Plique-à-jour is the type of enamel work which most people think of when they think of Art Nouveau jewelry.  It is the most delicate method of enameling and tends to fetch the highest prices.  It is remarkable because the enamel is created with no metal backing, hence the translucent and stained glass like effect of the end result.  To achieve this, the enamel mixture is made to be very viscous.  Sometimes a thin mica or clay backing is used and then removed after the firing.  Thin metal, which burns away during firing, can also be used.  Plique-à-jour looks truly stunning when held up to the light. Plique-à-jour means ‘letting in the day’ in French.

Champlevé

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Art Nouveau open work Champlevé button
Champlevé enamel work is created by first making cut out hollowed designs in the metal.  These hollowed out places are then filled with the enamel mixture and fired.  This is repeated as many times as necessary and then polished.  Copper and brass bases are often used with Champlevé as well as gold and silver. Champlevé means ‘raised field’ literally in French.

Basse-taille

Basse-taille button

Basse-taille is created by engraving the design into the metal, usually gold or silver.  The entire piece is then covered in translucent enamel so that the engraved low relief design shows through. Different effects can be created by adding different amounts and colors of enamel in different locations. Basse-taille literally means ‘shallow cut’.

Niello

niello

Art Nouveau Niello detail

Niello is usually classified as a kind of enameling technique although it is not a true enamel.  Instead of the powdered glass enamel, a mixture of sulphur, lead, copper and silver is used.  The design is engraved in the metal and then the mixture is applied.  The piece is then fired.  When it is polished, all of the mixture is removed apart from that which is left inside the engraving.  The result is always black; niello looks different from black enameling because it doesn’t have the same glassy effect and is more metallic seeming.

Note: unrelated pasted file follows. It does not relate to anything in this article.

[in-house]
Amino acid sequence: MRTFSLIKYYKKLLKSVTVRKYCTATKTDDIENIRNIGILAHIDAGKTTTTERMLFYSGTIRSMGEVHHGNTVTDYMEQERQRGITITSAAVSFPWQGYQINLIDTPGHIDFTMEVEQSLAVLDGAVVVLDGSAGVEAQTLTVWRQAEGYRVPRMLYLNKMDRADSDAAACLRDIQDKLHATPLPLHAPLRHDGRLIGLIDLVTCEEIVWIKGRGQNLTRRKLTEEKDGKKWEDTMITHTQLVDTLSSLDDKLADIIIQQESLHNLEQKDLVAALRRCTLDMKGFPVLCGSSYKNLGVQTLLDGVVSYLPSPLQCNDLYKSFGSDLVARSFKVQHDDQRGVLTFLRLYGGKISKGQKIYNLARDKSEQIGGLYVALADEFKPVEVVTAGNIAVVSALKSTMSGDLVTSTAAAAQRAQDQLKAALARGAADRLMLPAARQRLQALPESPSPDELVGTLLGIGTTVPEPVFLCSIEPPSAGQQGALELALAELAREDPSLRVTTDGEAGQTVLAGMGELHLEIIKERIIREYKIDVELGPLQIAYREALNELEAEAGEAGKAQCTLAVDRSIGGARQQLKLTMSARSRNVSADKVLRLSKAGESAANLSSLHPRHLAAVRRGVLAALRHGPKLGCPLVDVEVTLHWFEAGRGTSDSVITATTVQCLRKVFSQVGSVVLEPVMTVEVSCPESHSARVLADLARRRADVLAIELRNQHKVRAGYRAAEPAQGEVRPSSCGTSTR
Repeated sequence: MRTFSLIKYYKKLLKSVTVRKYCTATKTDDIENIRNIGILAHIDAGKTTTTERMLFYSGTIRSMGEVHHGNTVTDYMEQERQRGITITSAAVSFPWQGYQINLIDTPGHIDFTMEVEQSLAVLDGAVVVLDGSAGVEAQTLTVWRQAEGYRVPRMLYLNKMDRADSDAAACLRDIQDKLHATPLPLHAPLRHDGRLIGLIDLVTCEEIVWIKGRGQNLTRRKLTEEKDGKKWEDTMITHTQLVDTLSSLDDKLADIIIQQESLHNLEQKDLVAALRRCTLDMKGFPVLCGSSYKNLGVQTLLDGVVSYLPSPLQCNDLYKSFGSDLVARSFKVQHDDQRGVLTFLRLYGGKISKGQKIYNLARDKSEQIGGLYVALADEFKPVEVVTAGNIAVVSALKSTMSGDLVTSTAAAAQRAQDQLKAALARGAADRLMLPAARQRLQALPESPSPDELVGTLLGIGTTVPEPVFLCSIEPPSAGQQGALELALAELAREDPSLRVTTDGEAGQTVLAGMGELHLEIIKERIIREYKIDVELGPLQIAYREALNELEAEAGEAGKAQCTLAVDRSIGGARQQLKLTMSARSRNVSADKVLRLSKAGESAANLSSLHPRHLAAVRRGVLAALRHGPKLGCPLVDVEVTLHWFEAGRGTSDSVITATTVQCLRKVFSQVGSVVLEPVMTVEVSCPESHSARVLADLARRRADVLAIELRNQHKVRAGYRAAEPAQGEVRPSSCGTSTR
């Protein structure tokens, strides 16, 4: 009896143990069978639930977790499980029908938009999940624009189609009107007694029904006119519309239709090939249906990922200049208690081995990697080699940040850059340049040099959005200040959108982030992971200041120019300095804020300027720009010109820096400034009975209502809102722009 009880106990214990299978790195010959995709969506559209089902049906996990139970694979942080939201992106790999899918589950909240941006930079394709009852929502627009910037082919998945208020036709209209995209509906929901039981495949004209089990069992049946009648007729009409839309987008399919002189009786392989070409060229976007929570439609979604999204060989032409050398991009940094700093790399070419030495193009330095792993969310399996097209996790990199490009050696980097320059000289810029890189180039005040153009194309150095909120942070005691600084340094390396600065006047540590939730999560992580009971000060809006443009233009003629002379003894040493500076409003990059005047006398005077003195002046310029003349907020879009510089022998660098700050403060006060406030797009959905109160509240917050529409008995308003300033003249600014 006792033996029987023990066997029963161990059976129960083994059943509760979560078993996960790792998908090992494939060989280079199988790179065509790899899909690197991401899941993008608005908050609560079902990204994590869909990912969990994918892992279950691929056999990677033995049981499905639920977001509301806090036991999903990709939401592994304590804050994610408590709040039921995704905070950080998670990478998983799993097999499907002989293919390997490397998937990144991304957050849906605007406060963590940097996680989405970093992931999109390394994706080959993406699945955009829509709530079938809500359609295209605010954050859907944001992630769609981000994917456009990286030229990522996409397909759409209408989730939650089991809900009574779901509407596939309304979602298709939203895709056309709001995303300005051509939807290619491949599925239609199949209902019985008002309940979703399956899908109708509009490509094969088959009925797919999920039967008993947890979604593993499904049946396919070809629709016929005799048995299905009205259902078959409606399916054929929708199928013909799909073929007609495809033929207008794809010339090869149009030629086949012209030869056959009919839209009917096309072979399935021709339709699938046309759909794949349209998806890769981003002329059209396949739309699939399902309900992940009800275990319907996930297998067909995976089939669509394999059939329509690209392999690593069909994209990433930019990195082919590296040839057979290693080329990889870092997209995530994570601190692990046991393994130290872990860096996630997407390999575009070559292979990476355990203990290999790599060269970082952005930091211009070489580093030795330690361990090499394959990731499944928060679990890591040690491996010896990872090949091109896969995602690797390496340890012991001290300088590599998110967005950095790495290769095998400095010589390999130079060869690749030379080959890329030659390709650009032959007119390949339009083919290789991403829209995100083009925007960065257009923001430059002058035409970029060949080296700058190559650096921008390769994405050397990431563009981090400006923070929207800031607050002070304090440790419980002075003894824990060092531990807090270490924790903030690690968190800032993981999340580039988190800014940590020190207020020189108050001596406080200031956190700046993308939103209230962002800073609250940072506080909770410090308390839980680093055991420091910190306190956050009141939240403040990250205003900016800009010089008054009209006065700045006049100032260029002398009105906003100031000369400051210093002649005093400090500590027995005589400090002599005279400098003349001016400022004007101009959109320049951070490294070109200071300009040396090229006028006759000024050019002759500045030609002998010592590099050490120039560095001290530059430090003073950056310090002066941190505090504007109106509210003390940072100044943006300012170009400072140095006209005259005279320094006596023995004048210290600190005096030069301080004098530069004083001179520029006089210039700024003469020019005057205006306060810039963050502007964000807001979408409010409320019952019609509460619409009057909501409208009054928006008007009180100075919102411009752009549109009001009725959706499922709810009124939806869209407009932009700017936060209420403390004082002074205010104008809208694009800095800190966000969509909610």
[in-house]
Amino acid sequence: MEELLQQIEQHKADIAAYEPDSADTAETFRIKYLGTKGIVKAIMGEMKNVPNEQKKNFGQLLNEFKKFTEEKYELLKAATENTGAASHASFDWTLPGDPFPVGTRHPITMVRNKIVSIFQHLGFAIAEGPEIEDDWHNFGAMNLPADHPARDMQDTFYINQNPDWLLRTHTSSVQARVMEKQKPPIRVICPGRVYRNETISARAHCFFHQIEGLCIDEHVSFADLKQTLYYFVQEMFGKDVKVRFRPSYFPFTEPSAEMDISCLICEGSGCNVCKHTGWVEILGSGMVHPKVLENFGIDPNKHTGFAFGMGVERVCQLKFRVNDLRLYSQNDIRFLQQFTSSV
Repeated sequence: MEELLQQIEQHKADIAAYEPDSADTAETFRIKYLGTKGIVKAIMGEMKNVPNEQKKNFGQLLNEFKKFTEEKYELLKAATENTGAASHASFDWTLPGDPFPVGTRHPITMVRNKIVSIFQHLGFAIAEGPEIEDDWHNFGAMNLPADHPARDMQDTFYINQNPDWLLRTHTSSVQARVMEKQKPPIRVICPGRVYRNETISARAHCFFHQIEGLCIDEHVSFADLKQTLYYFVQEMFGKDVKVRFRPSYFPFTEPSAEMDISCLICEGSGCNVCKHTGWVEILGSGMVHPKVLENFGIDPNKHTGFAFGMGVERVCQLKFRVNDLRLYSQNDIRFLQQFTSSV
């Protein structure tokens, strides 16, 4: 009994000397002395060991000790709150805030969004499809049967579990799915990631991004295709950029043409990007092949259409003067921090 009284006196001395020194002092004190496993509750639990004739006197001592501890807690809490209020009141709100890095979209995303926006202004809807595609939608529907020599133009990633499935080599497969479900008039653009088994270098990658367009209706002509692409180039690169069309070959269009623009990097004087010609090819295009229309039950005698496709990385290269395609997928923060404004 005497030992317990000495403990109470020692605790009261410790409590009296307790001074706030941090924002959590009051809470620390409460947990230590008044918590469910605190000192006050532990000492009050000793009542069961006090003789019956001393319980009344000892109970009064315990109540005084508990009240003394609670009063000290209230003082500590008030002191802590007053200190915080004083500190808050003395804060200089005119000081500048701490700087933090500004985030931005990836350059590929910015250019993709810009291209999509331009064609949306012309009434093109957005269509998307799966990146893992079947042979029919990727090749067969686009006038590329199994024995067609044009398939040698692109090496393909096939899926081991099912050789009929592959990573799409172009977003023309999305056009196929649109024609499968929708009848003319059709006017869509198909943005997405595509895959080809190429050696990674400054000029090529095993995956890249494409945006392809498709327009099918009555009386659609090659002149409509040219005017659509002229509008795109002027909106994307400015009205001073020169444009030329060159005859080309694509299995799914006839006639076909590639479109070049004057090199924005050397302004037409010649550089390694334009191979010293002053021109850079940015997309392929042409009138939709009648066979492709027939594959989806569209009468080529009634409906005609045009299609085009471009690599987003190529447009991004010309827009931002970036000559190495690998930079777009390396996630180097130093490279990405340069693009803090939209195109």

Taille d’epargné

detail

Taille d’épargne detail

Taille d’épargne was popular in the mid 1800s but was also used by Art Nouveau jewelry artisans.  The design was cut deeply into the metal and then filled, fired and polished.  Although any color can be used for the enamel, black or blue was generally favored. Taille d’épargne means “sparing cut” literally in French.

I hope this article helped give you an overview of the six different enameling techniques that were used in the creation of Art Nouveau jewelry and will be useful to you when you are identifying antique jewelry.  I will certainly be talking much more about antique enameled jewelry in the future as there is much to say about these stunning pieces.